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Motorola Improves Denmark's Backup Power with Fuel Cells [Interview]

Aug. 30, 2018
Article by Jesper Themsen

This interview is part of our ongoing conversation with innovators in the clean energy space. Fuel cell backup power is a proven, viable solution to critical communication infrastructure challenges.

The Danish TETRA network, SINE, is a nationwide system that provides radio communication and short data for all emergency operators in the country. The system is vital to the daily life of Danish police and regional emergency services, such as rescue preparedness, ambulance and fire-fighting services.

Motorola built, owns, and manages the “Dansk Beredskabskommunikation A/S” SINE Tetra network in Denmark. Motorola is recognized for setting the standard for TETRA backup. In 2007, the company started to install fuel cell backup systems to critical infrastructure sites in Denmark.

We had the chance to sit down with Torben Truelsen, Engineering Manager at Motorola, about Motorola’s experiences with fuel cell backup solutions for Denmark’s critical networks.

Click here to learn why fuel cell backup power is the best solution for  Scandinavia's critical infrastructure >>

Q&A with Torben Truelsen: The Importance of Reliable Critical Infrastructure Backup

Torben Truelsen

 Could you tell us a bit about your background and position at Motorola?

I have been working at Motorola for more than 30 years. Originally, I worked as an electronic engineer, and developed a variety specialized products. I then moved into managing other departments, and eventually grew into my current role as an engineering manager in the RF Site & Infrastructure department. I focus my efforts on base station development and project planning. I also support new product introductions at Motorola factories around the world.

How important is backup power in Denmark?

Backup power is vital to the SINE network, because it’s used for the communication of all emergency services in Denmark. If the grid power supply is interrupted as a result of a natural disaster, accident, or terrorist attack it’s vital that critical communication sites immediately launch and continue to operate until the grid is restored. This enables communication between first responders. This is Motorola's commitment.

What are the biggest challenges for critical network sites? How can these best be solved?

The biggest challenge is always reliability. As the police often say: “I'd rather lose my gun than my radio.” This shows how important communication devices, like radio, really are.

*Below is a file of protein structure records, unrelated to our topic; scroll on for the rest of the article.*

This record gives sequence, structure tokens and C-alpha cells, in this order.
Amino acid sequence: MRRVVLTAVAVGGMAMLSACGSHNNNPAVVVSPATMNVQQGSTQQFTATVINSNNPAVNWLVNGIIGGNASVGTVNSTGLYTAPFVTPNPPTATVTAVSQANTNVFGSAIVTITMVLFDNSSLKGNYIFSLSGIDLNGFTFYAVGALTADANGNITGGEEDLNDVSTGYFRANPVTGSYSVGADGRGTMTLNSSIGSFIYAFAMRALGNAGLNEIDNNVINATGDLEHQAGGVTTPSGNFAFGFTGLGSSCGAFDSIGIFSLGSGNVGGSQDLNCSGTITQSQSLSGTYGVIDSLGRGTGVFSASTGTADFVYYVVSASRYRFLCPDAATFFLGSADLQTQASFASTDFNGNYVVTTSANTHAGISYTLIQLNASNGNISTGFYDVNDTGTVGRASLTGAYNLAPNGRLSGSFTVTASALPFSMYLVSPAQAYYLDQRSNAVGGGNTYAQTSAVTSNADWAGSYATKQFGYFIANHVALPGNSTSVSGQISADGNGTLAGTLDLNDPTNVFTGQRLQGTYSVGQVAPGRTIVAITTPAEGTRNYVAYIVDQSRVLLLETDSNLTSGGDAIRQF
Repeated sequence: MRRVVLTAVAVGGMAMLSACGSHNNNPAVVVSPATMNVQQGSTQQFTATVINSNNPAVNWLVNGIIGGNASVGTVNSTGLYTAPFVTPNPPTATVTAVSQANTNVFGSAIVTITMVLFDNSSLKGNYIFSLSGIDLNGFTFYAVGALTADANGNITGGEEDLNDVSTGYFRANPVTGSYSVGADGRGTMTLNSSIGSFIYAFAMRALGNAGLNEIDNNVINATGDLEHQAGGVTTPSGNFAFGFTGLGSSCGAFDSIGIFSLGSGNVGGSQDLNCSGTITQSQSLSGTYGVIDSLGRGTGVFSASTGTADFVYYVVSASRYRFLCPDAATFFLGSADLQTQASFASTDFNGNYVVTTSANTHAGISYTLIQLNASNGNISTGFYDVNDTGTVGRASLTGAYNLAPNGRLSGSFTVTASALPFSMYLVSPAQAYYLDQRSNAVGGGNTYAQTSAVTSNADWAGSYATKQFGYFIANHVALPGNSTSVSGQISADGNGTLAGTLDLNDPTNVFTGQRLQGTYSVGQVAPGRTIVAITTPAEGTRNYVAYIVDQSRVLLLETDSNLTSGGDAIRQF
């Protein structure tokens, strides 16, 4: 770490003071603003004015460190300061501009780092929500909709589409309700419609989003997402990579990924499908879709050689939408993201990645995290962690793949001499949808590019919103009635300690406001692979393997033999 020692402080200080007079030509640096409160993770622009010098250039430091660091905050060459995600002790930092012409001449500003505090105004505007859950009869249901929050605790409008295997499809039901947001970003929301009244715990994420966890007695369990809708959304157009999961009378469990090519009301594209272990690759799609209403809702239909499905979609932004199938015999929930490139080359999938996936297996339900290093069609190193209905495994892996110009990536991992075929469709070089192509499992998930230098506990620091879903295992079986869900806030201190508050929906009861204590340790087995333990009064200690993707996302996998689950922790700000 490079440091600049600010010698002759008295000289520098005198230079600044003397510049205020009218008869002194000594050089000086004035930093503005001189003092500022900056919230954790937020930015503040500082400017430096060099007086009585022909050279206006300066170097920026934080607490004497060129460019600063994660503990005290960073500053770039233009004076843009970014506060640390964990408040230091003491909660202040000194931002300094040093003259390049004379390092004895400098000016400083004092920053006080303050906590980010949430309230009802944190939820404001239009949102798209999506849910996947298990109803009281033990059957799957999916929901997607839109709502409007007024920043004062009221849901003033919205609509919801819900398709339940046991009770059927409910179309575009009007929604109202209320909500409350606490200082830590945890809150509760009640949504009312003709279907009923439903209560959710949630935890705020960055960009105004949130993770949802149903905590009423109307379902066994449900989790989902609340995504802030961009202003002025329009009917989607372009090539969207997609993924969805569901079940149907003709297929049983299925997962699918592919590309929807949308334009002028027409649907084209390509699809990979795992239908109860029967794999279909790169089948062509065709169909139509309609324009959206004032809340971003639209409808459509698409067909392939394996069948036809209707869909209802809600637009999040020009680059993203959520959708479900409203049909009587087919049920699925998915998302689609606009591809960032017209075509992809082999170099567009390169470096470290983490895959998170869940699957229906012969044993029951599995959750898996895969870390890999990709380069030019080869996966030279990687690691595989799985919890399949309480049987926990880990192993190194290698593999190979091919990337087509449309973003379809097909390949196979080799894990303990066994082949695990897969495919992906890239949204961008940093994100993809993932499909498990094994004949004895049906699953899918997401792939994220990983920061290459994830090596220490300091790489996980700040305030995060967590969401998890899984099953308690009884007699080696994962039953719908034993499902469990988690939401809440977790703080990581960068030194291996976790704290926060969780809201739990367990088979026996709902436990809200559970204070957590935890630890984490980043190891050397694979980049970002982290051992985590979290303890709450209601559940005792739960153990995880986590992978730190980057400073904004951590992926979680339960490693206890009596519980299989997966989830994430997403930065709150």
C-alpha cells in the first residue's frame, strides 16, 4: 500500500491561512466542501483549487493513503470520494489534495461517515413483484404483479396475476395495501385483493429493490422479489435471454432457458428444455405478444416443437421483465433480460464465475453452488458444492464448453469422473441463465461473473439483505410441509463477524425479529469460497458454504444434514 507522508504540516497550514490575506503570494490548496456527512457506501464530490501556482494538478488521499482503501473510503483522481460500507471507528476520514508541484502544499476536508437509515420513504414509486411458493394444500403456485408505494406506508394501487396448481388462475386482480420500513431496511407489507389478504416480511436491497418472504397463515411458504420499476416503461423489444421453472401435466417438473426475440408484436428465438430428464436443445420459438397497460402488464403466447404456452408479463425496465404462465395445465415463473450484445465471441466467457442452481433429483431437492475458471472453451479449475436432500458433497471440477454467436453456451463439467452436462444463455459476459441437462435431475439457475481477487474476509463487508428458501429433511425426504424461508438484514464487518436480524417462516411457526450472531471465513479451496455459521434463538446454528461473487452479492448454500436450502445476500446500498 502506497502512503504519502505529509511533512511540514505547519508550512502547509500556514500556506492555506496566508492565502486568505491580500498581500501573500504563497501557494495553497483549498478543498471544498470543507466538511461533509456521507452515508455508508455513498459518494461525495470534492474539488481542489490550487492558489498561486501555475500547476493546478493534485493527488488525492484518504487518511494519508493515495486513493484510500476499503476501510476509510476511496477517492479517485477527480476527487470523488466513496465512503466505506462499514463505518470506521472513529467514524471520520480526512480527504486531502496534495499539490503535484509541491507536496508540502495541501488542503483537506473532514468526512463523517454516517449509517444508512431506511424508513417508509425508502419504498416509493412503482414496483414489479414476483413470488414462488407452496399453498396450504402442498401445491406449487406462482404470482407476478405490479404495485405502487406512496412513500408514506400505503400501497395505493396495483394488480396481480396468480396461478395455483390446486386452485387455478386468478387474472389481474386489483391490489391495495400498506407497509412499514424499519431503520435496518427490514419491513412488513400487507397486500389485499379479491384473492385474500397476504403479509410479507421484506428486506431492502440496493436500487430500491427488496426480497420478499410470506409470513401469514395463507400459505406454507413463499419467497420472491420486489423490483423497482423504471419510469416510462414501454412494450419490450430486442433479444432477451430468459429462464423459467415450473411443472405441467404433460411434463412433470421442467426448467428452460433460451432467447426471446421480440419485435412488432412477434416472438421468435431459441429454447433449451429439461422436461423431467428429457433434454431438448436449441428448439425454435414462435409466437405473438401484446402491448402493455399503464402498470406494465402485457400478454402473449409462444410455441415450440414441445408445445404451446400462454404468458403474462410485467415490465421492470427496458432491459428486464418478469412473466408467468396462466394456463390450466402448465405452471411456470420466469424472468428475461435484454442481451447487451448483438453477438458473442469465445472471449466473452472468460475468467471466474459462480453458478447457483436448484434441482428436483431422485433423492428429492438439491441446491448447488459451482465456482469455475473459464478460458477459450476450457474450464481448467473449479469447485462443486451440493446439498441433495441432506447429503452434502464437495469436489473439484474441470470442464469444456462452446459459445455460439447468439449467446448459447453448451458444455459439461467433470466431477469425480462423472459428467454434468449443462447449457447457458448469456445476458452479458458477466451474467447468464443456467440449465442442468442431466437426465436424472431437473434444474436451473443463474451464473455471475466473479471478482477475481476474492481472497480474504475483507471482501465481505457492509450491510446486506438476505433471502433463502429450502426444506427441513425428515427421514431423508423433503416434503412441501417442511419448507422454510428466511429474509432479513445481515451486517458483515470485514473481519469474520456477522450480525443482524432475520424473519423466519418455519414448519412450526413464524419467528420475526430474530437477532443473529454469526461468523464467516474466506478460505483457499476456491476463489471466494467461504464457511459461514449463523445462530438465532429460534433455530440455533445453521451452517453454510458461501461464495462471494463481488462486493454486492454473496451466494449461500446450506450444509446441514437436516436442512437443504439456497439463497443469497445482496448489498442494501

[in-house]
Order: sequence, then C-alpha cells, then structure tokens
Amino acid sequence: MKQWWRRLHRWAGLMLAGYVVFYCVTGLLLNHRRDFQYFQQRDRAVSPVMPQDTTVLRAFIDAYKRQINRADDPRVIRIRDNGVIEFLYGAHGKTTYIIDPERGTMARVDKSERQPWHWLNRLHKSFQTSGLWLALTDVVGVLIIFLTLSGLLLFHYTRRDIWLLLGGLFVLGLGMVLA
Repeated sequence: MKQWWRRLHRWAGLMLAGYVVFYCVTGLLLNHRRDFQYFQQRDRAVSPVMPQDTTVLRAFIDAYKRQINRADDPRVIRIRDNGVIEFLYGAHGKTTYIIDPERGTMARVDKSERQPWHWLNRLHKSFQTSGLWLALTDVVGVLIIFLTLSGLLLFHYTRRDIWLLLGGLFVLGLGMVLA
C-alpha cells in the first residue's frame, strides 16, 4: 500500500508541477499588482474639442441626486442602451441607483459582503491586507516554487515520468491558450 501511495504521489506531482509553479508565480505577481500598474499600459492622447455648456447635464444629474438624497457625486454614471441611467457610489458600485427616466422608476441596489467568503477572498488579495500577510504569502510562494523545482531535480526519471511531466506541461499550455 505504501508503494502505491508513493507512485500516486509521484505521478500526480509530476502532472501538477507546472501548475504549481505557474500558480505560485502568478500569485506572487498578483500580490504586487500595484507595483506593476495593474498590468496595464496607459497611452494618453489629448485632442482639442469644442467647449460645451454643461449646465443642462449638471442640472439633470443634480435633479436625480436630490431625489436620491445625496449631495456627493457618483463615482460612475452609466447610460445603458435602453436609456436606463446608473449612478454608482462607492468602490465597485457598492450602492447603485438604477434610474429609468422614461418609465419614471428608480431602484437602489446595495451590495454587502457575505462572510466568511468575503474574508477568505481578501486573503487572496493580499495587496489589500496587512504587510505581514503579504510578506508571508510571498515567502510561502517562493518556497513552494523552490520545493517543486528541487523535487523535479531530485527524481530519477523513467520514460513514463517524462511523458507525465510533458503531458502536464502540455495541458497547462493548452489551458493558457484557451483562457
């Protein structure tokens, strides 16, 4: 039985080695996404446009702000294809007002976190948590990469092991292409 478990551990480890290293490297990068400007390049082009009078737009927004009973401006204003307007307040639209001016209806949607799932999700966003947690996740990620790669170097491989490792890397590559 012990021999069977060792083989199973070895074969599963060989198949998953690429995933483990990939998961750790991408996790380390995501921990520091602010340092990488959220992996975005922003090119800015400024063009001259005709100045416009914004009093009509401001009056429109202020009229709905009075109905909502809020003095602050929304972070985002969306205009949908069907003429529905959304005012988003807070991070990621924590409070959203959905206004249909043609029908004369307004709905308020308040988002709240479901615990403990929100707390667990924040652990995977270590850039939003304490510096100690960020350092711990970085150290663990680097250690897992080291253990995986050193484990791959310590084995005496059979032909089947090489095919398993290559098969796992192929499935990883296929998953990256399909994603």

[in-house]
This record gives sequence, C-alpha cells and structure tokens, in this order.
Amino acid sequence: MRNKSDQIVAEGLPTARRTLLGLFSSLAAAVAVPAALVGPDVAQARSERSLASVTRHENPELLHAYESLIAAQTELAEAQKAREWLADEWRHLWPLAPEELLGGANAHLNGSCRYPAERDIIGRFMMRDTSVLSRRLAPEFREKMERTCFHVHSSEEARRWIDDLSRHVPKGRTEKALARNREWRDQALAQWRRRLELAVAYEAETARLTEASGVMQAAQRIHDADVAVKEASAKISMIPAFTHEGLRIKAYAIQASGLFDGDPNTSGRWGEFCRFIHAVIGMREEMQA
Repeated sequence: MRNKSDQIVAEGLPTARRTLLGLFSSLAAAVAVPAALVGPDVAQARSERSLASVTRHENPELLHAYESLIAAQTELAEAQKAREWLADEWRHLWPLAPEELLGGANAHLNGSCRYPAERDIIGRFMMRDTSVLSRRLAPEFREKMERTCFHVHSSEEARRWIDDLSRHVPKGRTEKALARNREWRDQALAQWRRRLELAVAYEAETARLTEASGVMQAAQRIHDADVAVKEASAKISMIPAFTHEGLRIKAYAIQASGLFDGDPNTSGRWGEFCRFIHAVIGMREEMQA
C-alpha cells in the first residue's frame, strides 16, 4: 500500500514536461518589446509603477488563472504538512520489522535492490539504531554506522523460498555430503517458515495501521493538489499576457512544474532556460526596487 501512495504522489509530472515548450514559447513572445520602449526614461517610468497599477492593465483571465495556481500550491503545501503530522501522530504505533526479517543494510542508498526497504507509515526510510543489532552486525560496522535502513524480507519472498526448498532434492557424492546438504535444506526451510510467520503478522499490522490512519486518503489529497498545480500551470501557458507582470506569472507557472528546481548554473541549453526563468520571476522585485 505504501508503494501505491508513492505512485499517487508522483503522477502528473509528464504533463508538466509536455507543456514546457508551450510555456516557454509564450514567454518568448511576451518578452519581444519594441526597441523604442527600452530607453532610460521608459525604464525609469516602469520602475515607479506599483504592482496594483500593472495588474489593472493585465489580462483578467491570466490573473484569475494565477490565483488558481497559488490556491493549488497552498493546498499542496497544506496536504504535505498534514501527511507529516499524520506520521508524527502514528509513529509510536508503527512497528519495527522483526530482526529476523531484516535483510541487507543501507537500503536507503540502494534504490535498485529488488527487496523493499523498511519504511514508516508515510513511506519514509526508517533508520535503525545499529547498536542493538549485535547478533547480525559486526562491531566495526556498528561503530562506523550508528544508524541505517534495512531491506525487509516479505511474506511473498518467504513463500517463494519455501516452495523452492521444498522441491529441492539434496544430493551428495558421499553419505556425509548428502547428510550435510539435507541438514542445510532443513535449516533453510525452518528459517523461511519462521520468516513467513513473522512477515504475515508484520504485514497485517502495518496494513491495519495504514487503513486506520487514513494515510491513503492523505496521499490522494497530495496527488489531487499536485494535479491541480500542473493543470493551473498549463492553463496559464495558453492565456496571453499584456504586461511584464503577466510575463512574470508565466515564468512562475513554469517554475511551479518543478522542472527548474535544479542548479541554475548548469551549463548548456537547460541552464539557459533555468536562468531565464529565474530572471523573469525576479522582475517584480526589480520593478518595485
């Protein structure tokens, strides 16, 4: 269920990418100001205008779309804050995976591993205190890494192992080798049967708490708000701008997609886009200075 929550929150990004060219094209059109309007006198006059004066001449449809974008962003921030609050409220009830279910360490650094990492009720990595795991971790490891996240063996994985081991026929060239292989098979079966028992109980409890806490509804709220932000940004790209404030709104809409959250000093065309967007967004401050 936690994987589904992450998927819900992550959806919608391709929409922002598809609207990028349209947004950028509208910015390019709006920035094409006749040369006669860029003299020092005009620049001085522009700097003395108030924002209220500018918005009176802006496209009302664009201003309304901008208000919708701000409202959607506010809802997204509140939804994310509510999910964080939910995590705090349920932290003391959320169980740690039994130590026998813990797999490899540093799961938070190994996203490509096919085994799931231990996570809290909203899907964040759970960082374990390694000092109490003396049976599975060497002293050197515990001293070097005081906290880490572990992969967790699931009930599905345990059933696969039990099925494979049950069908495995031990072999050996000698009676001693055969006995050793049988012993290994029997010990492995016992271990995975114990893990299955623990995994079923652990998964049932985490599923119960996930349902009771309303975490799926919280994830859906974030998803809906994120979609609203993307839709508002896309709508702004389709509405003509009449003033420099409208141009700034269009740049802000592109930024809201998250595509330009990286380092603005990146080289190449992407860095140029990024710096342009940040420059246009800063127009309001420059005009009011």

Having reliable backup solutions on site is necessary to ensure the critical infrastructure is always on, even during grid interruptions. The choice of backup power technology will impact the overall site availability and durability. We had to choose a backup solution which seamlessly provides power to the equipment, requires low maintenance, and doesn’t deteriorate during a long standby period. Fuel cell solutions with automatic remote start-up tests meet those requirements.

(Related post: Fuel Cell Backup Power: Solution for Critical Infrastructure?)

What were the most critical elements a backup power solution needed to address for the Tetra network?

The most critical element was definitely to provide extended reliable backup to critical network sites. For such sites, the backup power solution we chose had to operate continuously for a minimum of  8 hours, while being able to operate without breaks for up to 24 hours - or as long as the situation required - until main power returned. So we needed a solution that could meet those requirements.

What were your considerations when choosing the technology to power the backup systems?

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The SINE contract was signed in 2007, and the system was approved  in 2010 for a 10-year operational period. So, we had to consider the  total cost of both Capital Expenditure (CAPEX) and Operational  Expenditure (OPEX).

At first, we considered battery backup with diesel generators. But we were also looking at fuel cell solutions, as some of the sites needed more than 4 hours of backup time. Many had a requirement of being able to run 24/7 for an extended period of time.

 Why did Motorola ultimately choose fuel cells?

 At the time, aftre talking to Dantherm Air Handling (now Ballard   Europe), we concluded that fuel cell solution was the most reliable   solution. Ballard Europe also had a proposal for a good solid hydrogen   service partner that could deliver hydrogen 24/7.

 Furthermore, our calculations showed that even though CAPEX, the   price for installing a fuel cell solution was somewhat higher compared  to a diesel solution, we would see a greater reliability and lower costs in the the long-term with a fuel cell solution.

 (Related post: How Are Fuel Cells Improving Scandinavia's Backup  Power?)

How did Motorola fulfill the Dansk Beredskabskommunikation Tetra Network’s  requirements?

In collaboration with Dantherm Air Handling, Motorola developed a very specific equipment  enclosure for the network sites. The integrated outdoor cabinet met very tough environmental requirements and was able to house both a Tetra base station, with a four-hour battery solution, as well as the fuel cell solution with a hydrogen storage compartment.

What about the product performance?

Reliability is crucial for Motorola, and although we were a bit skeptical of the fuel cell backup power system at first, we’re happy to say our fears have been put to rest. We have had 99.99% uptime since the start of operation thanks to the support of Ballard Europe service team.


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